Here, the parties, both of whom had attorneys, negotiated a contract provision providing that the property shall be in “broom-clean” condition at delivery of possession to the buyer. Although the term “broom-clean” was not defined in the contract, it is commonly used in real estate contracts. The obligation to surrender premises in “broom-clean” condition has been interpreted to require that the premises be free of garbage, refuse, trash, and other debris at the time of surrender.
Courts have concluded that property is not “broom-clean” if the sellers fail to remove their possessions from the premises. Thus, to satisfy a “broom-clean” condition the seller is required to remove property such as furniture and appliances, as well as debris such as empty paint cans from the premises. Here, there was no serious allegation that the Witters failed to remove their possessions from the premises. The evidence revealed that they left a few pots and pans and one tray of silverware in the kitchen. This was clearly a de minimus violation not warranting an award of damages.
The closer question concerned the cleanliness of the premises. While a buyer would certainly prefer that a house be professionally cleaned and move-in ready at delivery of possession, there were no cases suggesting that a “broom-clean” condition required the seller to have the premises professionally cleaned before vacating. The cases where a court found sellers responsible for the cost of professional cleaning were rather extreme. Here, the Nitsches’ testimony, which included complaints that there was hair in the bathrooms, dust and crumbs in the kitchen drawers, and cob webs and a dead fly on one window sill, fell short of the type of conditions that would require the Witters to reimburse them for the cost of professional cleaning.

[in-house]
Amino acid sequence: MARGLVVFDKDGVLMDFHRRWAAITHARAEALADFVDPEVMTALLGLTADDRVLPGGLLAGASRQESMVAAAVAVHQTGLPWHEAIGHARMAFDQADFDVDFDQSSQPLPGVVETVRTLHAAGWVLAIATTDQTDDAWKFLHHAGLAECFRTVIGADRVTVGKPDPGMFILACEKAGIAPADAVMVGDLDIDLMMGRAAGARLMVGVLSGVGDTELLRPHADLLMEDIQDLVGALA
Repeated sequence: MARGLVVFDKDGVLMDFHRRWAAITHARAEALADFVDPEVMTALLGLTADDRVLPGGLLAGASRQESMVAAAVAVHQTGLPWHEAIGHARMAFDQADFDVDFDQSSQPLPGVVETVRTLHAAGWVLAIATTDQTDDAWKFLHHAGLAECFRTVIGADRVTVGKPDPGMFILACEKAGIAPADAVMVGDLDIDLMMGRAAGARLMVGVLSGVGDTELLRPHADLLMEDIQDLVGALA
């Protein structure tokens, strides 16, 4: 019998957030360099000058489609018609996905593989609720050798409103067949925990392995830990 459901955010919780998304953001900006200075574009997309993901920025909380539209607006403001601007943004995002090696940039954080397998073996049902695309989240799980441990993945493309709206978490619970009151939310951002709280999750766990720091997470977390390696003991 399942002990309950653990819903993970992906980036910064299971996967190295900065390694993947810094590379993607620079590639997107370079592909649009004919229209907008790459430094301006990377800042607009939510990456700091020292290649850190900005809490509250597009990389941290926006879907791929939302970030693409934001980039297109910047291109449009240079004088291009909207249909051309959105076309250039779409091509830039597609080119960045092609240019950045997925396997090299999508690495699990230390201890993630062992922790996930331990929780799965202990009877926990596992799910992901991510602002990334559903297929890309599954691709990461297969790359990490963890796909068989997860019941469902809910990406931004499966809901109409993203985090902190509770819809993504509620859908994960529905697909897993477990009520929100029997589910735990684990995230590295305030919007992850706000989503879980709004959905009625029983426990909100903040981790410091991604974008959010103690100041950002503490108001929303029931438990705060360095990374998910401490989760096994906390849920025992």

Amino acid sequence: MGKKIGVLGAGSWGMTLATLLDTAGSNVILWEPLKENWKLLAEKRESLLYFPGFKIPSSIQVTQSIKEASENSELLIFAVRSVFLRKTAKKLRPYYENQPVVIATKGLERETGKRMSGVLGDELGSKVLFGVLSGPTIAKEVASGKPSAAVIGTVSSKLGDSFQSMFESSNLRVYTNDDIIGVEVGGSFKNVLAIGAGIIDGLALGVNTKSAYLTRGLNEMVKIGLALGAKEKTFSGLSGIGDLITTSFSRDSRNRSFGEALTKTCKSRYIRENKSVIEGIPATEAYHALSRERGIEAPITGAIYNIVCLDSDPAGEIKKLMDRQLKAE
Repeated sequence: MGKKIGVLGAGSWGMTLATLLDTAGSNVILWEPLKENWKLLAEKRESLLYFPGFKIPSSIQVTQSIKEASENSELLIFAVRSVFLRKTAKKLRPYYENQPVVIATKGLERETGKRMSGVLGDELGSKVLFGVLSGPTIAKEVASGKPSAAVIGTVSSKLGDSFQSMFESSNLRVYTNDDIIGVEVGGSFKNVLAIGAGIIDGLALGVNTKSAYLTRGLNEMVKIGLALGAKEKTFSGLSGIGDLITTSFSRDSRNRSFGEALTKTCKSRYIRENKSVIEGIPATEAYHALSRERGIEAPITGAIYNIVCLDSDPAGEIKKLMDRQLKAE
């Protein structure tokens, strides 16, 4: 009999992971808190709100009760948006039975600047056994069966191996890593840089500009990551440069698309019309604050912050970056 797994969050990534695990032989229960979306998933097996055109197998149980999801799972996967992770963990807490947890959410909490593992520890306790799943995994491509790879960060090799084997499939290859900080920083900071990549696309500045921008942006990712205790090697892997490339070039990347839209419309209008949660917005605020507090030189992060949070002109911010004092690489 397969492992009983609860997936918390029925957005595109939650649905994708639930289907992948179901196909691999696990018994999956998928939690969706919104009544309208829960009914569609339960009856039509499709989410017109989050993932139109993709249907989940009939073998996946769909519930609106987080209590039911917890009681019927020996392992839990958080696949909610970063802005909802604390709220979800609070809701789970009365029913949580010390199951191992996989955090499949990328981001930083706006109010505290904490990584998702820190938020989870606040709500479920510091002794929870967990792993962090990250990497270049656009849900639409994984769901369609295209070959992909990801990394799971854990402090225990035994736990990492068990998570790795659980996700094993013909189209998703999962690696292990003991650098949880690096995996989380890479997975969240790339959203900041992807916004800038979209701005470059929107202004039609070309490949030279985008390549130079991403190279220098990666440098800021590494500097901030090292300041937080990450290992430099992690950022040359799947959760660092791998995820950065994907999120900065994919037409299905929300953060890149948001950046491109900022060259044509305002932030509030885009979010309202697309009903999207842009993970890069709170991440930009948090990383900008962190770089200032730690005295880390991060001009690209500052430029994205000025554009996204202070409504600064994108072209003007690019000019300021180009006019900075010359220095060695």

In short, “broom-clean” does not impose the duty on the seller to have the property professionally cleaned. Where the parties agree to a “broom-clean” condition, the buyers should anticipate that they may need to hire professional cleaners before moving in. If the buyers want to have the property professionally cleaned at delivery of possession, they must have negotiated a “professionally clean” condition, rather than a “broom clean” condition. Where the contract includes a “professionally clean” condition, the buyers may reasonably expect that the premises will be truly move-in ready.
It is a fundamental tenet of contract law that where parties set down their agreement in a clear, complete document, their writing should be enforced according to its terms. The court may not void a provision of a contract merely because it appeared unwise or violated the courts subjective view of fairness. The court’s function was to enforce contracts unless they clearly contravene public policy.
The Court was satisfied that the Witters met their contractual obligation to surrender the premises in “broom-clean” condition — free of garbage, refuse, trash, and other debris. Accordingly, the Witters’ request to compel the release of $2,000 from the escrow account was granted. And the Nitschkes’ counterclaim seeking $400 from the escrow account to reimburse them for the cost of cleaning the premises was dismissed.